THE SMACKER TOOLBOX

FOR DEMAND RESPONSIVE TRANSPORT SERVICE, BEHAVIOURAL CHANGE AND SMART MOBILITY PRACTICES

The legacy of the SMACKER project

Pilot actions and ETP followers

STEPS FOR SETTING UP A DRT

Key issues to be checked & recommendations

The first step for designing a successful and cost-effective service DRT is represented by the need for understanding and thoroughly analysing the key drivers of the mobility (Origin/Destination relations) and specific needs in terms of:
Places -> analysis area characteristics and its multimodal accessibility
People -> e.g. distinguishing between “premium” users and those without real alternatives, such as those living in low-accessibility areas and not in condition to use the car (e.g. youngsters, elderly etc.)
Activities -> Reasons for the trips
Policy context -> See D.T1.1.3 Review of policy level for rural and peripheral areas, including legal framework

A key success factor is involving an adequate number of stakeholders representing final users’ needs (see also D.T2.2.2. Stakeholders and users group involvement and D.T1.2.4. Methodology for stakeholders involvement and creation of Local Mobility Forum (LMF)), in order to carefully and concretely address the mobility demand of the territory (if necessary, even through direct surveys and interviews) and getting them actively involved (co-design). In this regard, a great deal is to be paid to nudging activities (see also D.T1.1.4. Review of behaviour change and nudging initiatives)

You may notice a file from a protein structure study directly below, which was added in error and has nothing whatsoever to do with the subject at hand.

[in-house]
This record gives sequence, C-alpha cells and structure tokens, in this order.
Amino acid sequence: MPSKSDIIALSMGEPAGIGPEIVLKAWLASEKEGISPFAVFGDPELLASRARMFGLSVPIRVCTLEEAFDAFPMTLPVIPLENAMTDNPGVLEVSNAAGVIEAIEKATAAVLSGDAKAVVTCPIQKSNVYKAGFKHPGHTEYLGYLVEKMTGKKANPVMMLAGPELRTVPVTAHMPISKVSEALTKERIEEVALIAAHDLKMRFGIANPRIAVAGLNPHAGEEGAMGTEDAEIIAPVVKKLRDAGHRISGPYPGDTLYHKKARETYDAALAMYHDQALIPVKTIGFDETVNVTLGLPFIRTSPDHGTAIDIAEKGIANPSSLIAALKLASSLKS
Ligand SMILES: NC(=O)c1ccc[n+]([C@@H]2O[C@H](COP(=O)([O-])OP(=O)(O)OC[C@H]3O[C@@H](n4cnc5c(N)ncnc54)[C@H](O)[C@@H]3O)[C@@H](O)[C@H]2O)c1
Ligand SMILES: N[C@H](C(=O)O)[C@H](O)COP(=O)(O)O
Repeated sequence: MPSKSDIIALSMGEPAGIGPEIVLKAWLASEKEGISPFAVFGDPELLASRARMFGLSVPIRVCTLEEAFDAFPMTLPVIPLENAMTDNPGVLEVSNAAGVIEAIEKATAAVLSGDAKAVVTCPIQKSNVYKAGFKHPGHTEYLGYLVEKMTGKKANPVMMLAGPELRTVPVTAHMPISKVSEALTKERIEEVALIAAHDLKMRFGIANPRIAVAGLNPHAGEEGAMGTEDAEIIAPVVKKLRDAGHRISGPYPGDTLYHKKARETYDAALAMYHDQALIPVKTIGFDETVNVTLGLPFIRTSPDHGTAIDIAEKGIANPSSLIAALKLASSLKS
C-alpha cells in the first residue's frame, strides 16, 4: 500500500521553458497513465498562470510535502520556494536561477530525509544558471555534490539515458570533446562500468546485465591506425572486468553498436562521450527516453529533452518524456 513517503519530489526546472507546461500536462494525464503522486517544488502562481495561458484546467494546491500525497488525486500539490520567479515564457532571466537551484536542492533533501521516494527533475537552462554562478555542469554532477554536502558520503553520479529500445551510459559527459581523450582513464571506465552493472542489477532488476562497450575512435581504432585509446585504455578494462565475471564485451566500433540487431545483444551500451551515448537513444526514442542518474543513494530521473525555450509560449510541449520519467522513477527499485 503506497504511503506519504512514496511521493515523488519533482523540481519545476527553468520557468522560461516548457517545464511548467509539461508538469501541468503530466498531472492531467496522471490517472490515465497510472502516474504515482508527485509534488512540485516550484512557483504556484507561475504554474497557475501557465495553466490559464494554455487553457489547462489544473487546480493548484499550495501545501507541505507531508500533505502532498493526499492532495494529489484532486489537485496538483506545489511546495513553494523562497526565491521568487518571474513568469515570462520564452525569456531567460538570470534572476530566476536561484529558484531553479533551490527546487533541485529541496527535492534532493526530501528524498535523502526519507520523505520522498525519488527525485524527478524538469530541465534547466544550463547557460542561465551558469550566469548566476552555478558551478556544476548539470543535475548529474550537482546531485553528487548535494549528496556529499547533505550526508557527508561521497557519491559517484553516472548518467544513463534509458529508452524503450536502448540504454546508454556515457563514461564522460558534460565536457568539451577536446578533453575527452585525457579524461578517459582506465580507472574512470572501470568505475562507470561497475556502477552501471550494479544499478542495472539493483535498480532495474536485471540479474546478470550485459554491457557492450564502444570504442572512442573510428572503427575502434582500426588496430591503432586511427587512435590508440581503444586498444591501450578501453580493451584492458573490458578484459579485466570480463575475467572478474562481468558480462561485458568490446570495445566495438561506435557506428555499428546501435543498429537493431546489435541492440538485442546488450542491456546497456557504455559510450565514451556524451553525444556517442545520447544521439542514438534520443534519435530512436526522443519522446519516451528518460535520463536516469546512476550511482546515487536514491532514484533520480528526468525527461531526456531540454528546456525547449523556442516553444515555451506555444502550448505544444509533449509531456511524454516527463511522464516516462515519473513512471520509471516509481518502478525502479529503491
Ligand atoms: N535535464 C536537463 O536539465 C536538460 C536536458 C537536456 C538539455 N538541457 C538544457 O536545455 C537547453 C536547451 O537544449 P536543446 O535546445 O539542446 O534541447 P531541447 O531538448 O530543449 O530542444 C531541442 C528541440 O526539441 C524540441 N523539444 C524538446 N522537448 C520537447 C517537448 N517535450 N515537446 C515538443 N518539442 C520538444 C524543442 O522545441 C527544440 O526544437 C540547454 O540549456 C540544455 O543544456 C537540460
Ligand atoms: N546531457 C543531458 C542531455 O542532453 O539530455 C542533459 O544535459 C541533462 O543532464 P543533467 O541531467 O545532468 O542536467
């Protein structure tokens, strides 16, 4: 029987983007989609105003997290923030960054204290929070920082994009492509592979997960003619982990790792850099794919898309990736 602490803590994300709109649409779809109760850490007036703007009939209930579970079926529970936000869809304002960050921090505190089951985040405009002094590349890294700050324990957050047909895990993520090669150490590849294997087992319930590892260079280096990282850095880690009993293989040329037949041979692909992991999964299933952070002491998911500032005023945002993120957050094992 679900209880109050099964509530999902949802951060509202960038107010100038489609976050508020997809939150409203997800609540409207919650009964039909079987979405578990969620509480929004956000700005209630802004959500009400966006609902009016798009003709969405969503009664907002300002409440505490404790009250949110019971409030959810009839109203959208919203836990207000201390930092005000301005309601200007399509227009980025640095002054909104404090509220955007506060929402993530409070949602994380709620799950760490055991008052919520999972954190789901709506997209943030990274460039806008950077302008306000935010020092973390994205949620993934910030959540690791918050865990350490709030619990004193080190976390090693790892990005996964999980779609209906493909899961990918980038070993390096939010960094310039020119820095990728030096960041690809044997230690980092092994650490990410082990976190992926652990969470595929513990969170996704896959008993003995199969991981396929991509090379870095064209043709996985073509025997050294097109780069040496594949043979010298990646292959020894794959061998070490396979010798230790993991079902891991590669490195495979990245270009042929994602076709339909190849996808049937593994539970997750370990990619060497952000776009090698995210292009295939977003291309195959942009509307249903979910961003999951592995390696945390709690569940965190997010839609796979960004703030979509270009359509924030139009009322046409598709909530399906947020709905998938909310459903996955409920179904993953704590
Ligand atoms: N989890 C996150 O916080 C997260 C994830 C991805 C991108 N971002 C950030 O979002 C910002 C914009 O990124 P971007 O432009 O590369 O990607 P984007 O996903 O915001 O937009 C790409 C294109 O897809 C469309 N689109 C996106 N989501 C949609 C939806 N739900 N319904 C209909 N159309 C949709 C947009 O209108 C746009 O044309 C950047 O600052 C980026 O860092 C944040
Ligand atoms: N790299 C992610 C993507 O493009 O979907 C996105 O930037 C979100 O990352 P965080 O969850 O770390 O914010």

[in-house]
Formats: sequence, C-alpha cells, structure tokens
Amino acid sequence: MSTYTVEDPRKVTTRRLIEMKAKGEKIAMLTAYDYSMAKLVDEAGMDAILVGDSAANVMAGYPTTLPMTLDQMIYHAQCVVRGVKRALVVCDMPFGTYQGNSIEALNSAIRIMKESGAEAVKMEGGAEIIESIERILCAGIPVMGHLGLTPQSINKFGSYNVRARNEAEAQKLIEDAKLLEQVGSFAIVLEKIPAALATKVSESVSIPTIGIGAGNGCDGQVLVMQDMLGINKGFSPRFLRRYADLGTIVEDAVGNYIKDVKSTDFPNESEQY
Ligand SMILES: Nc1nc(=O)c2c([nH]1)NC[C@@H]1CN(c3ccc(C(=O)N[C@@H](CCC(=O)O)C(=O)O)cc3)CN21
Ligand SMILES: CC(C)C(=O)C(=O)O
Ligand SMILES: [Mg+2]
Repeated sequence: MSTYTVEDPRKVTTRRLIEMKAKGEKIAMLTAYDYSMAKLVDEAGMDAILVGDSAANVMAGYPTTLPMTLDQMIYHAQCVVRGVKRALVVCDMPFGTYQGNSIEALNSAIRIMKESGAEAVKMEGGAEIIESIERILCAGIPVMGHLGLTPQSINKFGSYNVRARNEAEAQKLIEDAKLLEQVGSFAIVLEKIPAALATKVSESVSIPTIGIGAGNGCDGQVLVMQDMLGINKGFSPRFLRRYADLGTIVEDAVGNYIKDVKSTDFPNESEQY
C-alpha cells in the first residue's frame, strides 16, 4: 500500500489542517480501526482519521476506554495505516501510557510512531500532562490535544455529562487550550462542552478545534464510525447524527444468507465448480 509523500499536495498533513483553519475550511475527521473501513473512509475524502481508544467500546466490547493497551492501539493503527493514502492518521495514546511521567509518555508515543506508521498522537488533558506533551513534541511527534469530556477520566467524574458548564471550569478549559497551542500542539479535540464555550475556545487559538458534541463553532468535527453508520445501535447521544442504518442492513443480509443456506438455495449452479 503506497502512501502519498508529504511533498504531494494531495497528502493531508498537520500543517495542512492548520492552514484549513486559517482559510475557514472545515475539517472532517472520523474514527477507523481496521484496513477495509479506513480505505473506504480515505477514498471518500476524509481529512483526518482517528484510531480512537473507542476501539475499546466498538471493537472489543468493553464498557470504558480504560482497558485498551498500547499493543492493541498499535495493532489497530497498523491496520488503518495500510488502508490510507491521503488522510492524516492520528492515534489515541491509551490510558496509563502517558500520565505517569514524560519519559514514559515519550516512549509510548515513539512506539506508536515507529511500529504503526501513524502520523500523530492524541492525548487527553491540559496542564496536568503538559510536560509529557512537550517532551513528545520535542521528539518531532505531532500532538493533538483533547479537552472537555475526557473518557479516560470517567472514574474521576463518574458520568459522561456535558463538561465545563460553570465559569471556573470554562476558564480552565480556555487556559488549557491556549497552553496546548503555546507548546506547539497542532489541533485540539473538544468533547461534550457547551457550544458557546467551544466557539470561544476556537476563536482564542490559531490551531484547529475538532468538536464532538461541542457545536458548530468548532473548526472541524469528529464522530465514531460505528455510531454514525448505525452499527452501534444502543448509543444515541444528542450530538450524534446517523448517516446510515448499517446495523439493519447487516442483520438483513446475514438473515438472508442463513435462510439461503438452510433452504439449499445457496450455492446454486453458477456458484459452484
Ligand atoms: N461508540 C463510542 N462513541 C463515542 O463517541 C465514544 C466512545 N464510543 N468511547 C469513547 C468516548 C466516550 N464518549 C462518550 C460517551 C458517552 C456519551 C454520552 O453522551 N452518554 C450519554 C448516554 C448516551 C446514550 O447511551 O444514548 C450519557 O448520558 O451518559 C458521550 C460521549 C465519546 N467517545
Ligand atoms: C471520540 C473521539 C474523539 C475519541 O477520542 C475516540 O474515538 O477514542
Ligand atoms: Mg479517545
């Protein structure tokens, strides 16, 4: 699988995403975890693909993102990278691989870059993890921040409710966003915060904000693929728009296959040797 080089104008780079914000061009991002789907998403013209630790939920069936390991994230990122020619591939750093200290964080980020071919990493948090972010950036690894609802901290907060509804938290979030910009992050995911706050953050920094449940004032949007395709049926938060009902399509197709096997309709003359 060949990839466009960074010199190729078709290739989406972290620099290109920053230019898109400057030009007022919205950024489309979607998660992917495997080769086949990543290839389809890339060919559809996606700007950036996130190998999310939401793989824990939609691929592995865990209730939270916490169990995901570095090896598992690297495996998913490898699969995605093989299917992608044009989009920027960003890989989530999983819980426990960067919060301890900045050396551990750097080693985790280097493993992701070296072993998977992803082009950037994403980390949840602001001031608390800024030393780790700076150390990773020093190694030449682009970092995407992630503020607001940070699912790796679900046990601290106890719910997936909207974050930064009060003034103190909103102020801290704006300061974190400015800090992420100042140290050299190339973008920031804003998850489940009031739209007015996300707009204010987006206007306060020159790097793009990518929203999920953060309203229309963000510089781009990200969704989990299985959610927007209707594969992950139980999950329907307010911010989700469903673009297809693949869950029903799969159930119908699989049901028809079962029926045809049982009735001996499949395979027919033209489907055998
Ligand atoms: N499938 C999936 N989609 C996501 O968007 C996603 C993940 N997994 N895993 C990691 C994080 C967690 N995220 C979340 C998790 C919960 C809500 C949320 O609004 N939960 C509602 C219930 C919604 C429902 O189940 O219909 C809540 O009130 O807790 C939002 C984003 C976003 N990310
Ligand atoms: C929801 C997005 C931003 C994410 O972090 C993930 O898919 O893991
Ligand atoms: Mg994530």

A key decision to be made is related to the approach being adopted, taking into account not only the specific mobility needs and issues being tackled but also how to properly and synergically framing the DRT within the overall multimodal public transport (PT) network and services. In general terms, the specific role played by a DRT can be associated to various operating models, such as:
Network: extending or partly replacing ‘traditional’ PT (temporally) periods/hours or (spatially) low-demand areas
Interchange: feeding (from a limited geographical area/basin) into ‘traditional’ PT hubs or lines
Destination-specific: addressing a specific point-of-interest (generator of demand, such as a hospital or other typologies of relevant
Substitute: fully replacing ‘traditional’ PT services in a certain geographical area

Unrealistic expectations about costs are a key potential factor hampering successful DRT implementation, especially when it is highly depending on the funding (in case made available for the start-up). In this purpose it is to consider that DRT, in spite the cost-effectiveness of their approach, are often called in for addressing challenging low-demand contexts (sometimes with a relevant social value to be acknowledged when providing accessibility to remote areas). Some relevant aspects to take in account, with reference to both first testing and long-term implementation, are: